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Backup? What backup?

We all know why we need to back up. If you use your computer as much as I do, then you’re constantly creating, modifying and collating new files; your hard drive swelling by the minute. Ensuring that your backups are current and comprehensive is an arduous job, often complicated by the fact that most people have small hard drives on their machines.

Thankfully, some products aim to ease this task. One of them is Backup and Recovery Home 14, by German software titan Paragon. The tool runs on Windows 2000 through Windows 8.1 and offers an comprehensive approach, from backing up your files to your entire system. Earlier versions have received glowing reviews, and the latest version impresses with a number of killer backup and restore utilities for the low price of $40.

But is it any good? I gave it a spin.

First Impressions

I installed Paragon on a wheezy, Lenovo crap-top from yesteryear, rocking an anemic AMD Vision processor, a solid state drive and a fully up-to-date install of Windows 7. This isn’t a powerhouse, but it still managed to run it without any perceptible slowdown.

Installing it was as simple as installing any Windows application, although I was prompted to install a couple of dependencies at the start. After 10 minutes, Paragon Backup and Recovery 14 was sitting pretty on my hard drive.



Yeah, the landing page inexplicably takes a page or two from the Windows 8 aesthetic. However, this veneer of Metro-ness was removed after entering the guts of the application, upon which we are greeted with something which looks a bit more familiar.

Drive Monitoring

Although not advertised in the name, Paragon Backup and Recovery can check the file system for imperfections and flaws. This is handy, as it gives you a heads-up as to if your HDD / SSD is on the fritz, effectively warning you of impending data loss.


I decided to give this a try, running both a surface test which looks for bad sectors, as well as a file-system scan.

This required a restart, upon which my computer booted up into a slightly scary looking program. This informed me of the progress of the scans I was running, as well as if there were any issues with my drive (there weren’t). One slight complaint was that the estimated time of completion wasn’t accurate. It said that each scan would take around 30 minutes, but took significantly longer, resulting in me eventually leaving my computer running overnight and going to bed.


If you’re planning to use Paragon to check on the health of your hard drive, you’d be advised to do so when you’re not planning to be productive.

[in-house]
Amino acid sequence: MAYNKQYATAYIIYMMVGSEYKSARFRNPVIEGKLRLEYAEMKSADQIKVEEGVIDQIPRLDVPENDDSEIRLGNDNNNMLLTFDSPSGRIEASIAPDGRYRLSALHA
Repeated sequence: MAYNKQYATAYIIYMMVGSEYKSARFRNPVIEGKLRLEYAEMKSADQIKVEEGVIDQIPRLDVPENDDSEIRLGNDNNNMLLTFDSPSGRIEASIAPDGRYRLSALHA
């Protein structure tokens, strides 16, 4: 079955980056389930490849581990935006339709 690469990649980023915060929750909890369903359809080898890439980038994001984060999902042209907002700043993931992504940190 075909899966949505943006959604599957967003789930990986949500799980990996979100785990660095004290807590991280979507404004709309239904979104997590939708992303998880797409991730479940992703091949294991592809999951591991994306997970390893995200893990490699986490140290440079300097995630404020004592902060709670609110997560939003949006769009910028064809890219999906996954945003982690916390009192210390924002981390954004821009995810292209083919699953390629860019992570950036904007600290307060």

One of the main features advertised by Paragon is the ability to back up files, folders and your entire hard drive. In addition,  you can also back up emails retained locally on your computer. I decided to create a backup archive of my Documents folder. This was a relatively simple process; I selected the type of backup required, the folder I wanted to back up and the place where I wished to store my backup.


It’s worth noting that the tool offers a plenty of backup options, including ‘Smart Backup’, ‘Differential Backup’, ‘Incremental Backup’ and ‘Synthetic Backup’. It’s not immediately obvious what each one of these is, and they aren’t fully explained. However, this is a design complaint, not a functionality one.


Backups can be scheduled, and also scripted, allowing you to handle backups and restorations without any stress.

The process of creating a backup was a little bit slow, given that I was running a SSD in peak health and given that my Windows computer isn’t my main machine, the Documents folder isn’t especially full. Despite this, the backup was created accurately, and was restored with a minimum of fuss. Which brings us onto our next point – restorations.


Once I created my archive, I decided to restore it. This was stored in a pre-defined location in my Documents folder, and when I visited it with the file explorer, I was unable to directly open it.

Instead, I had to open it with Paragon. Restoring backups was a simple, relatively quick process (especially in comparison to creating the initial backup). It uses a wizard, which presents each archive chronologically in a list, and you are able to select which one you wish to restore. You can also decide what files and folders you wish to restore.


After that, it’s a simple matter of pressing ‘Next’ a few times until your files have successfully been restored.


I really like Paragon Backup and Recovery Home 14.

Sure, it has its fair share of warts, including some incomprehensible design choices and inaccurate ETAs. But it does handle backing up and restoring files perfectly, and for that it ought to be commended.

Give it a go and let me know how you find it in the comments below!

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